When we spoke with people who lived at the home and their family members they all said ‘good care’ was provided. Comments about the service included, “they’re lovely lasses. They’ll do anything to help you. We get up when we’re ready and they let us know if anything’s going on. Some people come in to sing. Staff come and talk to us and we tell them anything. It’s home from home. The doctor’s on call”, “it’s excellent care. I can’t fault it. They have all the equipment they need and everything we ask, they’ve done. There’s plenty of activities. Whenever we visit [family member’s] clothes are always clean, their nails are clean and mum’s hair’s immaculate. I feel privileged my mum’s here. We’re involved with all discussions about mum’s care and we’ve been involved in the care plan. I listen from my mum’s room and know it’s not put on. I’ve never heard a negative tone from staff”, “it’s perfect, I’ve no grumbles. If you ask, you get. You couldn’t get better staff. There’s enough [activities] to keep us going. They’ll get a doctor. You can get a bath/shower when you want and get up and go to bed when you want. I’d rate it 10/10”, “they’ve always treated me well. It’s very nice, I like it. We seem to get along well together”, “I see good quality care and they show the same diligence all of the time, be it 10:30 in a morning or 20:30 at night and it’s never changed from the day I came to now. They do it right. It’s professional and efficient. They take time to get to know everybody, so that they can short circuit people’s thoughts and therefore ease their distress. Everyone’s world exists, because they plug into it so readily. Everyone is a person. They work with health professionals. They’re compassionate to the nth degree. They grieve when somebody goes. This place should be a beacon for how things should be done, because good practice is engrained”, “we looked round at least 24 homes before we chose this one. The staff are very, very good and do their job well. A lot go the extra mile. They always keep us informed if [family member’s] ill or had a fall. We visit a number of times a week at different times and it’s always the same. We’ve seen [family member’s] care plan a number of times” and “they’ve been really good at managing [family member’s] health conditions. We couldn’t put [family member] anywhere safer. I’m not frightened. They know mum and everyone’s welcome and treated the same. They try and make each person special. I would recommend it”.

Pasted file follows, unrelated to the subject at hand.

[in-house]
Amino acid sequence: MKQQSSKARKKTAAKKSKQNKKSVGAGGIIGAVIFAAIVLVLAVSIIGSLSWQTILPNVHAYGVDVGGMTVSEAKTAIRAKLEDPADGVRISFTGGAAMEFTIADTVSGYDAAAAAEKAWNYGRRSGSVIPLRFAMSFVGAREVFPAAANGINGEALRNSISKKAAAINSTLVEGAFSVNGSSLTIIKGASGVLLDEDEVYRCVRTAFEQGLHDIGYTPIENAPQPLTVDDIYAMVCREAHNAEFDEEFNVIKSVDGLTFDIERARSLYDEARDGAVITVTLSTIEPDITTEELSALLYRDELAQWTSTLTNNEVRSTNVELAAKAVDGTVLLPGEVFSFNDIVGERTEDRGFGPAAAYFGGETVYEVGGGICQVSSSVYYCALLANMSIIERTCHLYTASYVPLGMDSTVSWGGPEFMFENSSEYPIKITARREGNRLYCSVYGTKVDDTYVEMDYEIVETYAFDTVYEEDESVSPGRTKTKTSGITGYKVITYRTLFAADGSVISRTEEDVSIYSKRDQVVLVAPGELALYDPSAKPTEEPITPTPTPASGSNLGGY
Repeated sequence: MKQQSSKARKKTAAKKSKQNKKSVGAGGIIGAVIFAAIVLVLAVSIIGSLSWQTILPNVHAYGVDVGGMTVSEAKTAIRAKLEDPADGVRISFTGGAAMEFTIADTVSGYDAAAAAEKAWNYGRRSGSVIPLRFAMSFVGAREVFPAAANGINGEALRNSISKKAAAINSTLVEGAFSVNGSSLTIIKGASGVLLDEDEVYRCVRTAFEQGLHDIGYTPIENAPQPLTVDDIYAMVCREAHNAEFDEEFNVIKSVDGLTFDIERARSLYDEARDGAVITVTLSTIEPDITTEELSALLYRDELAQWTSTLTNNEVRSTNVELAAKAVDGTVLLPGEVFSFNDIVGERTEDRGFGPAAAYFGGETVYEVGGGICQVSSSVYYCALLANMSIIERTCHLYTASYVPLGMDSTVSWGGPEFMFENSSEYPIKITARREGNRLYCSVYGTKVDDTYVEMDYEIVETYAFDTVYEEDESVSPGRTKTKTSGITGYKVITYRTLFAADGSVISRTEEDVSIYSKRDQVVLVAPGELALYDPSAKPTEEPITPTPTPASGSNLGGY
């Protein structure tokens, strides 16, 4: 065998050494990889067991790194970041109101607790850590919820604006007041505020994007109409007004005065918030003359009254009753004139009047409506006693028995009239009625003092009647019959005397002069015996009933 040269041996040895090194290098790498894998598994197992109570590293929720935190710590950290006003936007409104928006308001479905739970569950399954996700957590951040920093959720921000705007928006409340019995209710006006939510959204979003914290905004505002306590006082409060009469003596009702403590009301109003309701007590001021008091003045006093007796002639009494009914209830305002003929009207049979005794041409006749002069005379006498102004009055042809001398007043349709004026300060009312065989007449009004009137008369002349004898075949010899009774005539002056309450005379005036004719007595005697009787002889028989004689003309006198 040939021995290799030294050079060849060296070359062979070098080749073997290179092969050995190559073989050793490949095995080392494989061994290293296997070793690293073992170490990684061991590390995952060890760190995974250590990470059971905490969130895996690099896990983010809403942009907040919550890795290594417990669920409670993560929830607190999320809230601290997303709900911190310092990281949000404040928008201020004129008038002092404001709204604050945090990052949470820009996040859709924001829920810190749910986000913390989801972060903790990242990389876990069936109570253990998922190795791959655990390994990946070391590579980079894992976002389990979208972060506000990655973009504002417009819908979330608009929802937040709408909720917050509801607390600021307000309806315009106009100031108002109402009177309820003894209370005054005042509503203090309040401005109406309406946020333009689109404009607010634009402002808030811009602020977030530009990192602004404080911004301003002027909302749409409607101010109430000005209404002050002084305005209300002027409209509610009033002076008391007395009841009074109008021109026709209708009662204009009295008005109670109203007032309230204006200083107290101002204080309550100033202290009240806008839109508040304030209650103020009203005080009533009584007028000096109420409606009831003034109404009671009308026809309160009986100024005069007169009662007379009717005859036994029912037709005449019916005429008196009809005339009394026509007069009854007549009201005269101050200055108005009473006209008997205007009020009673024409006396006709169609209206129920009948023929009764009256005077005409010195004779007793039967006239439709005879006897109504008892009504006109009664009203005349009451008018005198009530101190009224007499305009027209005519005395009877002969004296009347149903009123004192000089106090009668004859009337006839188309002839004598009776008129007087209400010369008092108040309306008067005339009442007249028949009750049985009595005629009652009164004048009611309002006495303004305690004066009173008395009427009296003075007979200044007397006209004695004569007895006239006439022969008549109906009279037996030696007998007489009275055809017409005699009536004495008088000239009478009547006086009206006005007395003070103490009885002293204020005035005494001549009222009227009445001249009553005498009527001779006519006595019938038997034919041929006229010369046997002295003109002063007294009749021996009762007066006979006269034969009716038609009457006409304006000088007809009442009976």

We saw staff engaging with people who used the service. This demonstrated positive relationships had developed. Staff treated people with kindness and compassion when providing their day to day care and responded in a caring way to people’s needs. Our observations of staff demonstrated they had a clear knowledge of people’s individual likes and preferences.

Is the service responsive?

Services were organised so that they met people’s needs. People were provided with stimulation through activities and were supported to maintain relationships with family members. Staff responded promptly to any changes in people’s needs and care plans were updated accordingly.

Is the service well-led?

The leadership, management and governance of the organisation was focused on the delivery of person-centred care. The service worked well with other agencies and services to make sure people received their care in a joined up way.

The service encouraged an open and transparent culture, promoting communication with people, staff and other stakeholders.

Staff we spoke with told us they felt supported by the manager and felt they were able to raise any concerns with her. Comments by staff included, “I love working here, it’s amazing”, “I think it’s a well led service. The manager’s strict but fair because she wants the home running to the highest standard. It’s a good staff team. If staff don’t feel they can raise concerns with the manager they can complete the staff survey anonymously” and “senior care staff and managers listen to us”.

Discussions with staff demonstrated that they were clear about their roles and responsibilities.

Our review of records and conversations with staff showed us that discussions about best practice, improved ways of working and incident reviews were common throughout formal team meetings and informal discussions.

The service had a quality assurance system in place. Records seen by us showed that identified actions were addressed within identified timescales.

If you want to see the evidence supporting our summary please read the full report.